JVB: It would be someone who gets an erotic charge out of nature. Uh, literally a tree hugger. [Laughs from interviewer] But uh I like the word because I think it can incorporate any kind of exploration of nature or, uh, even human nature. Which I get a big thrill out of, especially people who dig deeply into their own nature to be genuine and authentic. Which I think is something that — because we are bombarded with images from the media of what we should think we should be like. It’s nice to—
LP: Everything is digital.
JVB: Yeah. It’s good to just kind of sit with yourself every now and then and try and get real.
LP: There’s a lovely review of your singing actually as ‘a voice that conjured cracking bark, creeping tendrils and rising saps’. Someone thinks you’d sing as a tree, don’t they?
JVB: I think someone was writing me a love letter!
LP: Why not? In the past you seem, having, meeting you this morning, a very cheerful character but you’ve got a lot of fun in the past out of a real cabaret sense of hopelessness, you you —that Noel Coward song, I Hate The Spring, ‘I love rabies, I hate babies’ and—
JVB: Well that much is true! But I think you can be cheerful and have that attitude.
LP: There’s a splendid one saying ‘It’s the new depression, so why am I filled will with glee, everyone’s coming down quickly, now they can all join me.’ You like the depressive vibe do you?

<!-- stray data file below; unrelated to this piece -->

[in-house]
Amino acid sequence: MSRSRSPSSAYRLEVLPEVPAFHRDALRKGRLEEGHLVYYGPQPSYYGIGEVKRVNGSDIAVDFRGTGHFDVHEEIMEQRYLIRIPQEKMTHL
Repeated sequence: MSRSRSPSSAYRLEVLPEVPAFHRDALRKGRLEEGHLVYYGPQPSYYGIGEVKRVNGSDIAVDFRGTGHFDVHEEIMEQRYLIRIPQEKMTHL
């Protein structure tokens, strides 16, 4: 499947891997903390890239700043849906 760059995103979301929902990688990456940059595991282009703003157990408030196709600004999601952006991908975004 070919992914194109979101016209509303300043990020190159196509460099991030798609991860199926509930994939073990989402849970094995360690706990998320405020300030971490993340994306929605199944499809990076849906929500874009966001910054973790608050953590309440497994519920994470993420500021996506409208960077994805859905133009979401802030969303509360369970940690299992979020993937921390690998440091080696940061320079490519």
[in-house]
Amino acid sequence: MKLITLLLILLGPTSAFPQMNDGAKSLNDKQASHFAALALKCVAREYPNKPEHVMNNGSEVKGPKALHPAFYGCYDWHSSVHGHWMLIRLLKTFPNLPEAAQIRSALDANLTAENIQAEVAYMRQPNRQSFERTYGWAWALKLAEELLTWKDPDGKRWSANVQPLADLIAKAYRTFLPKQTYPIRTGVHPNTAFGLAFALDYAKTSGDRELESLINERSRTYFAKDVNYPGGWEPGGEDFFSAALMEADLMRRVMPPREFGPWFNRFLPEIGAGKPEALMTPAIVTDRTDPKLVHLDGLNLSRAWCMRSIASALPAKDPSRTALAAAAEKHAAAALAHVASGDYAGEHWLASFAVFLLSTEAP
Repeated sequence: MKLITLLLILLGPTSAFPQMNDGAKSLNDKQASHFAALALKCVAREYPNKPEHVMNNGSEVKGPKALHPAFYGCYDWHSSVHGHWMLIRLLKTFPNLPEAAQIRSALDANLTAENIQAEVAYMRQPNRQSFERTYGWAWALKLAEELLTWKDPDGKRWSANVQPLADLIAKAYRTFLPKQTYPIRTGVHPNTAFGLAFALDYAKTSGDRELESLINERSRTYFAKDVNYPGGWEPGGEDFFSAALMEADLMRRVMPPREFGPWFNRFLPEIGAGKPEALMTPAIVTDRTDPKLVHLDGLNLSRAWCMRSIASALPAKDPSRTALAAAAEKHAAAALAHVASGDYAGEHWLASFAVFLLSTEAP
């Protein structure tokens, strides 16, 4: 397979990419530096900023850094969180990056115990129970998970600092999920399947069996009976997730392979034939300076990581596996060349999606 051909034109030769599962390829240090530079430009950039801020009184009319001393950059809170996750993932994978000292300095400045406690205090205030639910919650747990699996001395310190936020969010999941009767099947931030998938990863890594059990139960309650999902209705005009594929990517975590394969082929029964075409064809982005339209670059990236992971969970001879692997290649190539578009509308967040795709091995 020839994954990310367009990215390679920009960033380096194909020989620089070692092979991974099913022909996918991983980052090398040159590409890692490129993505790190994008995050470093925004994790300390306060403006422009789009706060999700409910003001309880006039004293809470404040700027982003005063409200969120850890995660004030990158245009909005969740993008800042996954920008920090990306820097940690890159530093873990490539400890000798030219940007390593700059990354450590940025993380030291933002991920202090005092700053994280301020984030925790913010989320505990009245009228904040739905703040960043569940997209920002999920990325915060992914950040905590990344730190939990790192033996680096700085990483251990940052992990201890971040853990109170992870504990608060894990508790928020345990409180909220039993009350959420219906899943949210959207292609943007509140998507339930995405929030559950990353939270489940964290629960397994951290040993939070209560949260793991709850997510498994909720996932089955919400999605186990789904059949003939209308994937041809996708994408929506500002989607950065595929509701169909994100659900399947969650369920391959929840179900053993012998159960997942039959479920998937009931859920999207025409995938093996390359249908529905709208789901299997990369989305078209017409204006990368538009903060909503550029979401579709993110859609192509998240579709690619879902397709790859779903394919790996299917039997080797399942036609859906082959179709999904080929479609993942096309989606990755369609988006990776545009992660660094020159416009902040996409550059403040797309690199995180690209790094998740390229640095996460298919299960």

JVB: Well I don’t know if that’s depressive. I’m an optimist and I’m just sort of happy to see everyone in the same boat.
LP: I got a sort of echo of Quentin Crisp out of that, his great line, ‘don’t keep up with the Joneses, drag them down to your level instead!’
JVB: That’s a great attitude!
LP: [Laughing] That’s your motto!
JVB: I mean, the only person that would upset is the Joneses really.
LP: Yeah well, drag them down to your level. Um. One thing you’ve done now is to declare yourself formally to be neither male nor female, and we have a new prefix, you’re not Mr, you’re not Ms, you’re M X.
LP: Mx. That’s clever.
JVP: Well, thank you.
LP: And you don’t like he or she, it’s got to be v?
JVP: V, yes.
LP: Which is for the Vivian?
JVP: Right —Well no, v is just a pronoun —Vivian’s, it’s sort of coincidental that Vivian starts with a v. But I wanted v as a pronoun because I thought it sort of again, it’s two sides that meet in the middle. And so visually, as a sort of symbol, I think v is a good idea for a third gender.
LP: Why do you want to be a third gender?
JVB: I don’t want to, I kind of feel that I am.
LP: You feel like you always were, but you don’t wish to change gender? You don’t want gender reassignment?